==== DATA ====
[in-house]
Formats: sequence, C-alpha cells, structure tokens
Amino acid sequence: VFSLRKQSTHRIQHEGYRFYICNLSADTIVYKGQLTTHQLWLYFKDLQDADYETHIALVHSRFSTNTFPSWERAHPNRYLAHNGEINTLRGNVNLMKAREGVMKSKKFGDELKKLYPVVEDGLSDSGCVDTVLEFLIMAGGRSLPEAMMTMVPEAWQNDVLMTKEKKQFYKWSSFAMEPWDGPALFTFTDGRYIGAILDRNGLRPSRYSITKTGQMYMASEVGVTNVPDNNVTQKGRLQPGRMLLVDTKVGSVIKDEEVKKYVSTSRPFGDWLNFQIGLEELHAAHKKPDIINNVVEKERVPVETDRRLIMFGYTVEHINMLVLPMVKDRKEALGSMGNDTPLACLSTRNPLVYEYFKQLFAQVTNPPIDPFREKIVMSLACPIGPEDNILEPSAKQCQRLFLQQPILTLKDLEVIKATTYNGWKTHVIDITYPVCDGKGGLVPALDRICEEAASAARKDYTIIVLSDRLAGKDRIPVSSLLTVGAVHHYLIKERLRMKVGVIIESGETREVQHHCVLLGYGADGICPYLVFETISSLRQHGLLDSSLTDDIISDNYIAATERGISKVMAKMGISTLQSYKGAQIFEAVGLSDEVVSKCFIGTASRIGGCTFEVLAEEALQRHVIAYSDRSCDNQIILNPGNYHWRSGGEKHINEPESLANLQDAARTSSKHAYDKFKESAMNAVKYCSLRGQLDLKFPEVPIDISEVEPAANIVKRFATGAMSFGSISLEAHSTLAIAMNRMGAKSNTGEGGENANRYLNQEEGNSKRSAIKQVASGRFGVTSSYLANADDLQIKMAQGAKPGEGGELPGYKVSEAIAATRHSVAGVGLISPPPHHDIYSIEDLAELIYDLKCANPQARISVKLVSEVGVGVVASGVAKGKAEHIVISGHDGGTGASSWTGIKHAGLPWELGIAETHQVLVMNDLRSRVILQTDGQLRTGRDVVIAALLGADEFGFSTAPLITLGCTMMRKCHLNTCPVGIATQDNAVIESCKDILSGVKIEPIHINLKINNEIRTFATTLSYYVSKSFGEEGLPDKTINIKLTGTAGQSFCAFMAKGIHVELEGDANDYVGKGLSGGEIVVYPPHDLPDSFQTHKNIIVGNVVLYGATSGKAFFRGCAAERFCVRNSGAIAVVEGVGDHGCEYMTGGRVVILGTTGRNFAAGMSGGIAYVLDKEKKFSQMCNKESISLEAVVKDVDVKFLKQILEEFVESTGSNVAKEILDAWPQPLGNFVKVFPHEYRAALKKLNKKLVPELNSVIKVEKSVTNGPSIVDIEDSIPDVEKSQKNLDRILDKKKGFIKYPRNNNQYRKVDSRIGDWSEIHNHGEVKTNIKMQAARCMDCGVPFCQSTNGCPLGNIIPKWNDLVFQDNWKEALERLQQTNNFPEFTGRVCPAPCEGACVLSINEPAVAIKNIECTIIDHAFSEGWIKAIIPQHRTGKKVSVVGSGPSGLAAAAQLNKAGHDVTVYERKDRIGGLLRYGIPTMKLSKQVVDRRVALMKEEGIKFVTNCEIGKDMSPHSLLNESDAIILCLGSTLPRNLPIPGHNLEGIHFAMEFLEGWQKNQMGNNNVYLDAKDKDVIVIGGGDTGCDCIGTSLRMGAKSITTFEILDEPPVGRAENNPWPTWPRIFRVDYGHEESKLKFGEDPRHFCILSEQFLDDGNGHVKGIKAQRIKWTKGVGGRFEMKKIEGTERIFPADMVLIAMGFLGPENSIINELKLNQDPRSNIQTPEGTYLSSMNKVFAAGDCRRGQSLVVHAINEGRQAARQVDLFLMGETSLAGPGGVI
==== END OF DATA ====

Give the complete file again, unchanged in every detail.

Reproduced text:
[in-house]
Formats: sequence, C-alpha cells, structure tokens
Amino acid sequence: VFSLRKQSTHRIQHEGYRFYICNLSADTIVYKGQLTTHQLWLYFKDLQDADYETHIALVHSRFSTNTFPSWERAHPNRYLAHNGEINTLRGNVNLMKAREGVMKSKKFGDELKKLYPVVEDGLSDSGCVDTVLEFLIMAGGRSLPEAMMTMVPEAWQNDVLMTKEKKQFYKWSSFAMEPWDGPALFTFTDGRYIGAILDRNGLRPSRYSITKTGQMYMASEVGVTNVPDNNVTQKGRLQPGRMLLVDTKVGSVIKDEEVKKYVSTSRPFGDWLNFQIGLEELHAAHKKPDIINNVVEKERVPVETDRRLIMFGYTVEHINMLVLPMVKDRKEALGSMGNDTPLACLSTRNPLVYEYFKQLFAQVTNPPIDPFREKIVMSLACPIGPEDNILEPSAKQCQRLFLQQPILTLKDLEVIKATTYNGWKTHVIDITYPVCDGKGGLVPALDRICEEAASAARKDYTIIVLSDRLAGKDRIPVSSLLTVGAVHHYLIKERLRMKVGVIIESGETREVQHHCVLLGYGADGICPYLVFETISSLRQHGLLDSSLTDDIISDNYIAATERGISKVMAKMGISTLQSYKGAQIFEAVGLSDEVVSKCFIGTASRIGGCTFEVLAEEALQRHVIAYSDRSCDNQIILNPGNYHWRSGGEKHINEPESLANLQDAARTSSKHAYDKFKESAMNAVKYCSLRGQLDLKFPEVPIDISEVEPAANIVKRFATGAMSFGSISLEAHSTLAIAMNRMGAKSNTGEGGENANRYLNQEEGNSKRSAIKQVASGRFGVTSSYLANADDLQIKMAQGAKPGEGGELPGYKVSEAIAATRHSVAGVGLISPPPHHDIYSIEDLAELIYDLKCANPQARISVKLVSEVGVGVVASGVAKGKAEHIVISGHDGGTGASSWTGIKHAGLPWELGIAETHQVLVMNDLRSRVILQTDGQLRTGRDVVIAALLGADEFGFSTAPLITLGCTMMRKCHLNTCPVGIATQDNAVIESCKDILSGVKIEPIHINLKINNEIRTFATTLSYYVSKSFGEEGLPDKTINIKLTGTAGQSFCAFMAKGIHVELEGDANDYVGKGLSGGEIVVYPPHDLPDSFQTHKNIIVGNVVLYGATSGKAFFRGCAAERFCVRNSGAIAVVEGVGDHGCEYMTGGRVVILGTTGRNFAAGMSGGIAYVLDKEKKFSQMCNKESISLEAVVKDVDVKFLKQILEEFVESTGSNVAKEILDAWPQPLGNFVKVFPHEYRAALKKLNKKLVPELNSVIKVEKSVTNGPSIVDIEDSIPDVEKSQKNLDRILDKKKGFIKYPRNNNQYRKVDSRIGDWSEIHNHGEVKTNIKMQAARCMDCGVPFCQSTNGCPLGNIIPKWNDLVFQDNWKEALERLQQTNNFPEFTGRVCPAPCEGACVLSINEPAVAIKNIECTIIDHAFSEGWIKAIIPQHRTGKKVSVVGSGPSGLAAAAQLNKAGHDVTVYERKDRIGGLLRYGIPTMKLSKQVVDRRVALMKEEGIKFVTNCEIGKDMSPHSLLNESDAIILCLGSTLPRNLPIPGHNLEGIHFAMEFLEGWQKNQMGNNNVYLDAKDKDVIVIGGGDTGCDCIGTSLRMGAKSITTFEILDEPPVGRAENNPWPTWPRIFRVDYGHEESKLKFGEDPRHFCILSEQFLDDGNGHVKGIKAQRIKWTKGVGGRFEMKKIEGTERIFPADMVLIAMGFLGPENSIINELKLNQDPRSNIQTPEGTYLSSMNKVFAAGDCRRGQSLVVHAINEGRQAARQVDLFLMGETSLAGPGGVI